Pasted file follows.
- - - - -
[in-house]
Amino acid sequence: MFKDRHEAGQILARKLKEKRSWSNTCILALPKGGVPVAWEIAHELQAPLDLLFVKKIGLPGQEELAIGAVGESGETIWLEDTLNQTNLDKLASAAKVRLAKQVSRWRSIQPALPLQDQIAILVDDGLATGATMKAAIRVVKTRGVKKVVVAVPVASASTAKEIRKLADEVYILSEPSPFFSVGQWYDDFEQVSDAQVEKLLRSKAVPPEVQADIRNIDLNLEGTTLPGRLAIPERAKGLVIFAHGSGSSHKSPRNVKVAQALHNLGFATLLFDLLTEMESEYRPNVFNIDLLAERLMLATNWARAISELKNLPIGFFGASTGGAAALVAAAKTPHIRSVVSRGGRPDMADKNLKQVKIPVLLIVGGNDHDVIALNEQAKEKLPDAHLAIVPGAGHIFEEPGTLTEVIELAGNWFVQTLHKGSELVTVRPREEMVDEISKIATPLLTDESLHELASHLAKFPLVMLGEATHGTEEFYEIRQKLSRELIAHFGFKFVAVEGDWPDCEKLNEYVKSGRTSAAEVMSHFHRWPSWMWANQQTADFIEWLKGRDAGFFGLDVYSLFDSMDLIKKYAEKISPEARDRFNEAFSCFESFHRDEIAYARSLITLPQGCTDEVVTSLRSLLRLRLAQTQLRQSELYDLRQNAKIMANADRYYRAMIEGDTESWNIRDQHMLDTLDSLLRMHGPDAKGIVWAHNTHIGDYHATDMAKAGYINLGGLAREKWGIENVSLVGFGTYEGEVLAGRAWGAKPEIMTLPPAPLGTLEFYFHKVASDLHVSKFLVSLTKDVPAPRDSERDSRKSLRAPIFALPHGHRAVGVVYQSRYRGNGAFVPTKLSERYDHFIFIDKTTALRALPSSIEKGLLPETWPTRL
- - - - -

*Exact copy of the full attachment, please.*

[in-house]
Amino acid sequence: MFKDRHEAGQILARKLKEKRSWSNTCILALPKGGVPVAWEIAHELQAPLDLLFVKKIGLPGQEELAIGAVGESGETIWLEDTLNQTNLDKLASAAKVRLAKQVSRWRSIQPALPLQDQIAILVDDGLATGATMKAAIRVVKTRGVKKVVVAVPVASASTAKEIRKLADEVYILSEPSPFFSVGQWYDDFEQVSDAQVEKLLRSKAVPPEVQADIRNIDLNLEGTTLPGRLAIPERAKGLVIFAHGSGSSHKSPRNVKVAQALHNLGFATLLFDLLTEMESEYRPNVFNIDLLAERLMLATNWARAISELKNLPIGFFGASTGGAAALVAAAKTPHIRSVVSRGGRPDMADKNLKQVKIPVLLIVGGNDHDVIALNEQAKEKLPDAHLAIVPGAGHIFEEPGTLTEVIELAGNWFVQTLHKGSELVTVRPREEMVDEISKIATPLLTDESLHELASHLAKFPLVMLGEATHGTEEFYEIRQKLSRELIAHFGFKFVAVEGDWPDCEKLNEYVKSGRTSAAEVMSHFHRWPSWMWANQQTADFIEWLKGRDAGFFGLDVYSLFDSMDLIKKYAEKISPEARDRFNEAFSCFESFHRDEIAYARSLITLPQGCTDEVVTSLRSLLRLRLAQTQLRQSELYDLRQNAKIMANADRYYRAMIEGDTESWNIRDQHMLDTLDSLLRMHGPDAKGIVWAHNTHIGDYHATDMAKAGYINLGGLAREKWGIENVSLVGFGTYEGEVLAGRAWGAKPEIMTLPPAPLGTLEFYFHKVASDLHVSKFLVSLTKDVPAPRDSERDSRKSLRAPIFALPHGHRAVGVVYQSRYRGNGAFVPTKLSERYDHFIFIDKTTALRALPSSIEKGLLPETWPTRL